David Hoppe

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:: Ballard over a barrel

The cost of being a sports capital

By David Hoppe

It's called being over a barrel - that graceless posture that comes from being bent in such a way that one's hind quarters are put on prominent display. Meanwhile, one's head, the inaptly named "seat" of reason, takes a dive.

This pretty much describes Indianapolis in the matter of Conseco Fieldhouse and the Indiana Pacers. For over a year the Pacers, aka shopping mall tycoon Herb Simon, have been complaining that operating costs at Conseco are too high. Those costs apparently run $15 million to $18 million a year.

It's not hard to imagine that, when the deal between the Pacers and the City was first struck more than a decade ago, the idea of the team paying Conseco operating costs seemed like a reasonable trade-off. In exchange for picking up the operating tab, the Pacers wouldn't be charged rent for use of the hall. And the agreement stipulated that the Pacers would make any money associated with nonsporting events booked into the arena, from rock concerts to performances by Cirque du Soleil.

In the meantime, the City could count on the Pacers, better known as "your" Indiana Pacers, until at least 2019.

Things haven't worked out. Although Indiana prides itself on being America's sweet spot for basketball, the Pacers are a money-losing proposition. At least that's what Mr. Simon says. He claims the Pacers have been in the red every year since moving into Conseco Fieldhouse, blowing through about $60 million over the last two seasons alone.

It's not clear whether the Pacers simply failed to budget for the costs of operating what many spectators consider to be a state-of-the-art basketball facility, or if the costs associated with that facility, not unlike the salaries of many basketball players, have grown in unexpected ways over the past ten years. Who would have thought that somebody like Mike Dunleavy - that's "your" Mike Dunleavy -- could command $10 million a year?

The Pacers told the City they wanted it to begin picking up operating costs. The timing of this demand could not have been worse. The Capital Improvement Board, the City body responsible for managing sports facilities and other downtown resources, had just learned that operating Lucas Oil Stadium was costing about $40 million more than anticipated. To make matters worse, the overall economy was in the tank and citizens had just staged a mini coup, throwing out an incumbent mayor over skyrocketing taxes and a lack of attention to street-level services.

The City, particularly the CIB, has been running a fast shuffle since then, trying to keep its balls (as it were) in the air.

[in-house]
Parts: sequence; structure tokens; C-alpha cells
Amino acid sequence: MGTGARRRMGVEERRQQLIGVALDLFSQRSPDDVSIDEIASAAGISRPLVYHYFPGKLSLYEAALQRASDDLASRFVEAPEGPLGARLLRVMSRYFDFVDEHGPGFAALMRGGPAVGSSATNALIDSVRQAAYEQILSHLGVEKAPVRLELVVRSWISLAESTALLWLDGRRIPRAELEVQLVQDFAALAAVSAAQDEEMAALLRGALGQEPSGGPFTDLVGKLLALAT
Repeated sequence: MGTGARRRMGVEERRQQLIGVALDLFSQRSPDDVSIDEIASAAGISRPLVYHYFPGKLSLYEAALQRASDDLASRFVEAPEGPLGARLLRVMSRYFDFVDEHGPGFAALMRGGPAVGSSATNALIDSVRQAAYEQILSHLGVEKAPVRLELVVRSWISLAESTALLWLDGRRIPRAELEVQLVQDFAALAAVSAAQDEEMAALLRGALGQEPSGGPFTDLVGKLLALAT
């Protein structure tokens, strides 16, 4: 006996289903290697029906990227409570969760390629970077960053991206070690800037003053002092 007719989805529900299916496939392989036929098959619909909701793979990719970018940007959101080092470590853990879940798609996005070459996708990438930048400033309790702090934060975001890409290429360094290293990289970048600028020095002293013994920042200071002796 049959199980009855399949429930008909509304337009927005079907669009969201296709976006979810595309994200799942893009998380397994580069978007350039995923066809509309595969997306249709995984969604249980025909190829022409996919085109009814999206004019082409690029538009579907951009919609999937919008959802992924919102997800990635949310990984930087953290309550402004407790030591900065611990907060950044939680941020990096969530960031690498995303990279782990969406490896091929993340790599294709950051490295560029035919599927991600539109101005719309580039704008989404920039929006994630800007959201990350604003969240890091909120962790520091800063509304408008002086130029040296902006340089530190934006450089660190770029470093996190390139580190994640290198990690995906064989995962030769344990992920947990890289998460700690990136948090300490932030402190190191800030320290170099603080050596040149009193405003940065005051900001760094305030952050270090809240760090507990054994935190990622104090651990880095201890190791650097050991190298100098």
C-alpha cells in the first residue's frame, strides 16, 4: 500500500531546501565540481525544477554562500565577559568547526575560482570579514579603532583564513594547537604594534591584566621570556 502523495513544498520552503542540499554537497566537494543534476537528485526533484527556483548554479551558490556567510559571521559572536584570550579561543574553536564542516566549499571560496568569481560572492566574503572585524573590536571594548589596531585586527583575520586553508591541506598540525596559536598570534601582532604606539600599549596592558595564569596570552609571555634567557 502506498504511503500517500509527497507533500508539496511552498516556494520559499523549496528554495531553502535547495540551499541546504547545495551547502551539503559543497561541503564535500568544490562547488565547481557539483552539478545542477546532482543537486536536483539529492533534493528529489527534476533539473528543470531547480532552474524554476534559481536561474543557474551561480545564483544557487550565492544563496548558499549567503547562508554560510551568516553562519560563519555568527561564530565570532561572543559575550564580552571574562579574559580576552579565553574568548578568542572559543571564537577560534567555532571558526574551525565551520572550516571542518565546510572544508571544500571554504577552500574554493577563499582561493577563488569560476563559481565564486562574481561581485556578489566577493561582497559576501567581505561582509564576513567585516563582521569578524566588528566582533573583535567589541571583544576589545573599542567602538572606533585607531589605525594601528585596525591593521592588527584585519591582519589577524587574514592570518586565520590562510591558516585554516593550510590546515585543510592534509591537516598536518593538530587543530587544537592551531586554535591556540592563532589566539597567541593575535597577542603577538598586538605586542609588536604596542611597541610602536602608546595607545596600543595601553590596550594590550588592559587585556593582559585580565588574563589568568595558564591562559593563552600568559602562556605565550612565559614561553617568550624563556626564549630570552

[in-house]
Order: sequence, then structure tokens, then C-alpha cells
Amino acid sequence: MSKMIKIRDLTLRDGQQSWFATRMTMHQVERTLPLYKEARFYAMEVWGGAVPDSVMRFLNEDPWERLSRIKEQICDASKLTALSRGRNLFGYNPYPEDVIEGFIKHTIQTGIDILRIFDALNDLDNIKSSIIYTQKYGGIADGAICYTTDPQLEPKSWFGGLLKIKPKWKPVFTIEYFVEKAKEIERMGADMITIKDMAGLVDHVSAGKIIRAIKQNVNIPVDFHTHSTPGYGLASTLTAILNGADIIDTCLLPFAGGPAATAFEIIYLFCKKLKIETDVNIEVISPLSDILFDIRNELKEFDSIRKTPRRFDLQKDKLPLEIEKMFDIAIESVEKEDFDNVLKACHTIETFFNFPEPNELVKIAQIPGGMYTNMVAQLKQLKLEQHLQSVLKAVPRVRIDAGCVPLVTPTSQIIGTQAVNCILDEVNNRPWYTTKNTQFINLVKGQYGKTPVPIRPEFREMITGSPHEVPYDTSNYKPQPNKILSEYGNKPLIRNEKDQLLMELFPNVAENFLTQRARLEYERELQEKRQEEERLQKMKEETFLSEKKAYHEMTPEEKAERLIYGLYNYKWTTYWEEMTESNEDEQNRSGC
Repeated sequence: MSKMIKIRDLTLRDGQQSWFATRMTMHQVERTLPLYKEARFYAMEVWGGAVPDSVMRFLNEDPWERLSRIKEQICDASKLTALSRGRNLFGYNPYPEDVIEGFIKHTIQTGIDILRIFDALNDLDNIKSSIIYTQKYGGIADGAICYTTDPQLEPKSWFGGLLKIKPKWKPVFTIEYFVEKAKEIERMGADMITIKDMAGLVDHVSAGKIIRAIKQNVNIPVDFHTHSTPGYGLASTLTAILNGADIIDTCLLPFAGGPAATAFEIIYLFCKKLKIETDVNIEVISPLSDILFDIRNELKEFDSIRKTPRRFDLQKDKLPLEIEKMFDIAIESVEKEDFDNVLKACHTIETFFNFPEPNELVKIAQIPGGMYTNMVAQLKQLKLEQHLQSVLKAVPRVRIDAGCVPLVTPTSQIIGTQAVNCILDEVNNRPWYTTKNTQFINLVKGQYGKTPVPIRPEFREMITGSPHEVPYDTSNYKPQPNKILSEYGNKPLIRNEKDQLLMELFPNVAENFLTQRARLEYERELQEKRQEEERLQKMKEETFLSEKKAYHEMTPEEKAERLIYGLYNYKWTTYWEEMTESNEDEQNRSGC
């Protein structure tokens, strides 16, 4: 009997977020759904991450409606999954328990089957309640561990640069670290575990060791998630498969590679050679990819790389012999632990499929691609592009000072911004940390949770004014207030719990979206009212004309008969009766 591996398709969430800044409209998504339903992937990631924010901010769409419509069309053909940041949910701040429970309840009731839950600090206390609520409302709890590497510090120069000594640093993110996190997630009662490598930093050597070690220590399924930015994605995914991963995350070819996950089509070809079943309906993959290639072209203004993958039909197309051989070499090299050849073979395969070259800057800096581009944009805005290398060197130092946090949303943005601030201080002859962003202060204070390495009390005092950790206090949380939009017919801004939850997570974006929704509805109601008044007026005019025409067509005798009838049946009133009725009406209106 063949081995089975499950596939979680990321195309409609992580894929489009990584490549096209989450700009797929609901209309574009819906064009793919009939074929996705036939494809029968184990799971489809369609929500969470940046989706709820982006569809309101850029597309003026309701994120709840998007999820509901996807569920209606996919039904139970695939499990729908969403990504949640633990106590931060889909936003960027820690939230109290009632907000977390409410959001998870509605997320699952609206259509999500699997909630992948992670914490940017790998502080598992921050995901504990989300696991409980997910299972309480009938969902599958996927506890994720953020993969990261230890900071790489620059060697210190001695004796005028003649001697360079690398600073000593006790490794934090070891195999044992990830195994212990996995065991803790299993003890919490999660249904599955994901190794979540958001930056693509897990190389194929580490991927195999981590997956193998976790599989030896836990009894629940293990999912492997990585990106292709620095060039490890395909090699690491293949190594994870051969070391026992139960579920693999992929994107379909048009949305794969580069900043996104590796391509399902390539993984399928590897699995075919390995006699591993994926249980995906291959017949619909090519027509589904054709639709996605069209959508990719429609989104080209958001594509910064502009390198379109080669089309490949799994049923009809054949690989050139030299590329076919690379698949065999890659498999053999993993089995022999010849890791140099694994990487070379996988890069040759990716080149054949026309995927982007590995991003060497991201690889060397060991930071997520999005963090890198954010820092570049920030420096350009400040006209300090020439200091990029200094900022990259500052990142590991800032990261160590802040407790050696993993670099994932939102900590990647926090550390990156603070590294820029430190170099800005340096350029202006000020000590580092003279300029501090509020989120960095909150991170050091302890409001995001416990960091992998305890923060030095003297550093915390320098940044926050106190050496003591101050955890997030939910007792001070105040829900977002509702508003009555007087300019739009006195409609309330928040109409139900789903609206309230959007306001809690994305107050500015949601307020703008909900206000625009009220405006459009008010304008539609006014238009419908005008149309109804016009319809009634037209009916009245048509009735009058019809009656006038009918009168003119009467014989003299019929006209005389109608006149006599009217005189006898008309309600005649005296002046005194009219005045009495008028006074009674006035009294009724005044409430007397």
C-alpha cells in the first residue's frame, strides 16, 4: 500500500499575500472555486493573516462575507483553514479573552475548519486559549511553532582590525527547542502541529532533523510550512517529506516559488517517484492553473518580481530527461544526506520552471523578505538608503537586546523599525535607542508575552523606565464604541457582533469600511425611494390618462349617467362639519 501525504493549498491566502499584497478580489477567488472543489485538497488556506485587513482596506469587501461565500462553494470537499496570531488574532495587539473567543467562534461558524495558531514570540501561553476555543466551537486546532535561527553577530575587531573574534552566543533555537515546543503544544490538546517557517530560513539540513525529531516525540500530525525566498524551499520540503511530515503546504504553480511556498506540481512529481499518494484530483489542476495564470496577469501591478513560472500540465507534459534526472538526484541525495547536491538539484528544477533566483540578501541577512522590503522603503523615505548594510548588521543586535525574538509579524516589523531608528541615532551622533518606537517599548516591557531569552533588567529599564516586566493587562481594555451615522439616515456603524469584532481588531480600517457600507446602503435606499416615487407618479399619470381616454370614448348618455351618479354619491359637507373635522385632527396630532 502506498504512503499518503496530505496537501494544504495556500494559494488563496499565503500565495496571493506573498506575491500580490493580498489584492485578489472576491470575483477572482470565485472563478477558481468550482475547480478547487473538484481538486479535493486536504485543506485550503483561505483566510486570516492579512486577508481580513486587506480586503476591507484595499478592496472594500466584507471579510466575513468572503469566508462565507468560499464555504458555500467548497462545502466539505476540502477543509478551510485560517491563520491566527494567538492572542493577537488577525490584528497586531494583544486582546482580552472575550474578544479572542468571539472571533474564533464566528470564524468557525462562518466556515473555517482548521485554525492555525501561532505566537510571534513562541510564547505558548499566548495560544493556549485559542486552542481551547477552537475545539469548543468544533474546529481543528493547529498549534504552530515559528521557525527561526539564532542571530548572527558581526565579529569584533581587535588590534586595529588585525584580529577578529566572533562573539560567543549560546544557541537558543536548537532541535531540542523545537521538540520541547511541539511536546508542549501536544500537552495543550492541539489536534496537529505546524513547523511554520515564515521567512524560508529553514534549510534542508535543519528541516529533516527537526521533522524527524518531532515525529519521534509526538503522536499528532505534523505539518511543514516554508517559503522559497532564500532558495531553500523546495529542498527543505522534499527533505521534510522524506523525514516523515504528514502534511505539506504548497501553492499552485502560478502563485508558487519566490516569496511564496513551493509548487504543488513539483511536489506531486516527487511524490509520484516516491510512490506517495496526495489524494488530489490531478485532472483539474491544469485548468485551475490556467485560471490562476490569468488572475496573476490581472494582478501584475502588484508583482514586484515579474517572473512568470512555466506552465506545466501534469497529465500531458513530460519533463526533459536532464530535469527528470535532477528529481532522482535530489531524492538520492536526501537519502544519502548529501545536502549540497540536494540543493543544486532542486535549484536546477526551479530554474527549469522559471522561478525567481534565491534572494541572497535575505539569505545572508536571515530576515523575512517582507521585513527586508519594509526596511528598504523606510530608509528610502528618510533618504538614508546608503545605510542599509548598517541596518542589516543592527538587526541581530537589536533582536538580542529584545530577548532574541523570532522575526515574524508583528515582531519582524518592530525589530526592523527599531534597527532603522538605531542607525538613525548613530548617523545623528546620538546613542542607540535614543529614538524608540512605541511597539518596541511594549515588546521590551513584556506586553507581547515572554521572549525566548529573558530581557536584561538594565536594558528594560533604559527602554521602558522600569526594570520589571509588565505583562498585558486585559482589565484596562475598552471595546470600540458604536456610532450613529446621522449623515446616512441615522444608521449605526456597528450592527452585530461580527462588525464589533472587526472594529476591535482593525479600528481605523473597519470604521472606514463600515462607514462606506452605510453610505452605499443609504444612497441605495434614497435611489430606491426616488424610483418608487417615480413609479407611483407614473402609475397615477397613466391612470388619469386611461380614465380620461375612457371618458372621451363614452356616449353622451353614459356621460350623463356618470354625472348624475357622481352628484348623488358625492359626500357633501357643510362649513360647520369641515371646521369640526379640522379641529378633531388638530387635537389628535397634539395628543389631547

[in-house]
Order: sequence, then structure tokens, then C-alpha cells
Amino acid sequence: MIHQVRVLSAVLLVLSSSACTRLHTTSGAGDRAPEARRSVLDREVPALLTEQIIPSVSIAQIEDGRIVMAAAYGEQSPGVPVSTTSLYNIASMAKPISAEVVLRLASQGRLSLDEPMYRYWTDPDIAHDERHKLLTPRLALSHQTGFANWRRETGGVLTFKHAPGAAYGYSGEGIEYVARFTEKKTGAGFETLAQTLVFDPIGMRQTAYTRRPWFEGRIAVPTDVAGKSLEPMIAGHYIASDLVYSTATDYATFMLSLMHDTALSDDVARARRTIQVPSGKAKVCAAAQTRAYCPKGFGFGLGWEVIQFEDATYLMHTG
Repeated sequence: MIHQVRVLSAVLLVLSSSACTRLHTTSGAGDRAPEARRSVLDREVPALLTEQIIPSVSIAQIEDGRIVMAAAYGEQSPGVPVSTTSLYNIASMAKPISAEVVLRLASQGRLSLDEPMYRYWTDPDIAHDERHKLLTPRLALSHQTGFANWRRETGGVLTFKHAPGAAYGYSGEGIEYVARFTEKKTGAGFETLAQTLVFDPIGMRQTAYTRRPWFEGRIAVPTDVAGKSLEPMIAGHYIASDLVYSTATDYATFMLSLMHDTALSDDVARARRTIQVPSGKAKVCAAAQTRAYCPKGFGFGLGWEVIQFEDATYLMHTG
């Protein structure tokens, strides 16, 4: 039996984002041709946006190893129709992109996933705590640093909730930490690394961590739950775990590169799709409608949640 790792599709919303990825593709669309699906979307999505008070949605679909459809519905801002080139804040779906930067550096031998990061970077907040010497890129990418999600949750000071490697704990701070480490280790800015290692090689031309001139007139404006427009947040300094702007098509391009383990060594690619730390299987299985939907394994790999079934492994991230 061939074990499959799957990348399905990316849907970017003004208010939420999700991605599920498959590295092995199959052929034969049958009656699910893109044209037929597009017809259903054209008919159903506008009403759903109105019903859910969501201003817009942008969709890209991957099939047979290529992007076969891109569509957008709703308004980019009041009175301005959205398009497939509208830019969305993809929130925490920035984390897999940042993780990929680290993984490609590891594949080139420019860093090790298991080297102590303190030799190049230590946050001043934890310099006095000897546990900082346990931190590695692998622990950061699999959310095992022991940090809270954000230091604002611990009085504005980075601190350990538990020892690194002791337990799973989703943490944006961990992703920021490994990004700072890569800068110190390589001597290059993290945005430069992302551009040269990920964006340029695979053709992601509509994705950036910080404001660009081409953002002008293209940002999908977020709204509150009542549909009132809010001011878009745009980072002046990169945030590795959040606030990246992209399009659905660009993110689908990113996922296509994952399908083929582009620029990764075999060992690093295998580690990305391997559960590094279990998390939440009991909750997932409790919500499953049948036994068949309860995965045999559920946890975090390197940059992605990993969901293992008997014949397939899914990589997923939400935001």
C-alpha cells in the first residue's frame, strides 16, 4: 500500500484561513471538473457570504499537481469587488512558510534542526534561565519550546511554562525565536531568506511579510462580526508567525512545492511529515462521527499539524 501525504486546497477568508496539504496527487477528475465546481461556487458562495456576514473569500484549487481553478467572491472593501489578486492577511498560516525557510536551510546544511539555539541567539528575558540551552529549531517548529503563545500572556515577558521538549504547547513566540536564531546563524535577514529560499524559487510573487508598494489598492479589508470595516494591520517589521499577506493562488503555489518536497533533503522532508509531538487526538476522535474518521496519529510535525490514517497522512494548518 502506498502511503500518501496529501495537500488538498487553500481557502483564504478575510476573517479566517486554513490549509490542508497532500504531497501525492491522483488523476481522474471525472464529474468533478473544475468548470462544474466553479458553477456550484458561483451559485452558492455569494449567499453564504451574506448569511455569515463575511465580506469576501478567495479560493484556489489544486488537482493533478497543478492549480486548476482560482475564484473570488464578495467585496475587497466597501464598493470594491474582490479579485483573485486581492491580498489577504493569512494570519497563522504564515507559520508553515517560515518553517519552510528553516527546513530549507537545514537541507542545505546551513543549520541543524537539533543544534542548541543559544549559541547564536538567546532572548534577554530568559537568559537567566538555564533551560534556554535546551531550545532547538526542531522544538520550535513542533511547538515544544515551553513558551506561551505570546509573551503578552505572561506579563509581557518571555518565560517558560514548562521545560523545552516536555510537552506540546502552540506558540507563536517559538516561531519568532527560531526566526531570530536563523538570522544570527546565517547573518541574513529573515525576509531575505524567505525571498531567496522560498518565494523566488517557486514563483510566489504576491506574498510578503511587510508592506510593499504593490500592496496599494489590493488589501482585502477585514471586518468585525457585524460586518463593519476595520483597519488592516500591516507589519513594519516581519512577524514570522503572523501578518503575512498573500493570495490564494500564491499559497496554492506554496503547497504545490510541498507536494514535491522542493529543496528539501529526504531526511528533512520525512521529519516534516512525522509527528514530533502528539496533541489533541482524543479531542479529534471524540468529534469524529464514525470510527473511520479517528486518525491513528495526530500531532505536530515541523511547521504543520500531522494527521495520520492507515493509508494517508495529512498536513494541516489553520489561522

This is a town, remember, where the contemporary origin story goes something like this: Things had turned to dust in this once proud place. People called us Naptown, the city that always slept. But then a group of young and restless civic leaders came upon a Great Idea. And that Idea was to christen this place the Amateur Sports Capital of America. The power of this idea woke our sleeping city, leading to the revitalization of downtown, the building of great temples and even tourists.

It was probably inevitable that the glamour and corporate power of professional sports would come to dominate this narrative. What is an amateur sports capital, anyway? The point here is that city leadership invested heavily in the fixed idea of sport. It was something that was easy to understand and easy to sell to a community notorious for its suspicion of Big Ideas.

But Indianapolis is a small market and pro sports bring large market demands. Hence that barrel Herb Simon invited Mayor Ballard and the CIB to bend themselves over. The mayor, of course, tried to put the best, er, face on this position. "The Fieldhouse is a City-owned public building that must be run with or without the Pacers," he said in justifying the City's picking up $10 million per year in operating costs for the next three years, along with another $3.5 million for facility upgrades.

While the mayor said this agreement was not about the Pacers, he spoke at length about the underlying fear of losing the Pacers to another city -- $55 million and thousands of jobs that, he said, help fund neighborhood improvements and provide employment for everyday folks. "Your" Indiana Pacers, indeed.

What the mayor neglected to say was that 2019 is just a couple of elections away. What's more, we don't know what Herb Simon's plans are. Given the team's lack of financial success, might he be looking for a buyer? Then what?

And how is it the Pacers still get to keep the money from nonsporting events at the Fieldhouse?

Mayor Ballard has been doing yeoman's work lately, finding stopgap ways of keeping libraries open, buses running and, for three more seasons, the Pacers dribbling. Until the city arrives upon a new vision for itself -- something that takes over where sports leave off - don't be surprised if he looks a little bent out of shape.